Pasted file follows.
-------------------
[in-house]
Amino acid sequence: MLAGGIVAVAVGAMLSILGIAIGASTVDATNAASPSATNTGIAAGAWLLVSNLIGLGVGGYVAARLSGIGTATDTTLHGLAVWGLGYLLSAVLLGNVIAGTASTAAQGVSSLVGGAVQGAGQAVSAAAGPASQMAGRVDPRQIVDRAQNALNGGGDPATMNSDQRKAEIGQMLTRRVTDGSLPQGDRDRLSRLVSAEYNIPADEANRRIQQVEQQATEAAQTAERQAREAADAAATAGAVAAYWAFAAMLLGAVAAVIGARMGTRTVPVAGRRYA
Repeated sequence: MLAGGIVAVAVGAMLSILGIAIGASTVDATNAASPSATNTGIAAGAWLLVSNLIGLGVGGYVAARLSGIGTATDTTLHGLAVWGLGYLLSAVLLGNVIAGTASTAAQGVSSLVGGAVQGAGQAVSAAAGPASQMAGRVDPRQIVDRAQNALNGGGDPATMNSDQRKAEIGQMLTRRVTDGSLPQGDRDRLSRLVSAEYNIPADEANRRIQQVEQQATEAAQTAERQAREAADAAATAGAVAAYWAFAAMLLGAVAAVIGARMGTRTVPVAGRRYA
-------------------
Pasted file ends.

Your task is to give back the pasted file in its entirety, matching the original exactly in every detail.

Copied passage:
[in-house]
Amino acid sequence: MLAGGIVAVAVGAMLSILGIAIGASTVDATNAASPSATNTGIAAGAWLLVSNLIGLGVGGYVAARLSGIGTATDTTLHGLAVWGLGYLLSAVLLGNVIAGTASTAAQGVSSLVGGAVQGAGQAVSAAAGPASQMAGRVDPRQIVDRAQNALNGGGDPATMNSDQRKAEIGQMLTRRVTDGSLPQGDRDRLSRLVSAEYNIPADEANRRIQQVEQQATEAAQTAERQAREAADAAATAGAVAAYWAFAAMLLGAVAAVIGARMGTRTVPVAGRRYA
Repeated sequence: MLAGGIVAVAVGAMLSILGIAIGASTVDATNAASPSATNTGIAAGAWLLVSNLIGLGVGGYVAARLSGIGTATDTTLHGLAVWGLGYLLSAVLLGNVIAGTASTAAQGVSSLVGGAVQGAGQAVSAAAGPASQMAGRVDPRQIVDRAQNALNGGGDPATMNSDQRKAEIGQMLTRRVTDGSLPQGDRDRLSRLVSAEYNIPADEANRRIQQVEQQATEAAQTAERQAREAADAAATAGAVAAYWAFAAMLLGAVAAVIGARMGTRTVPVAGRRYA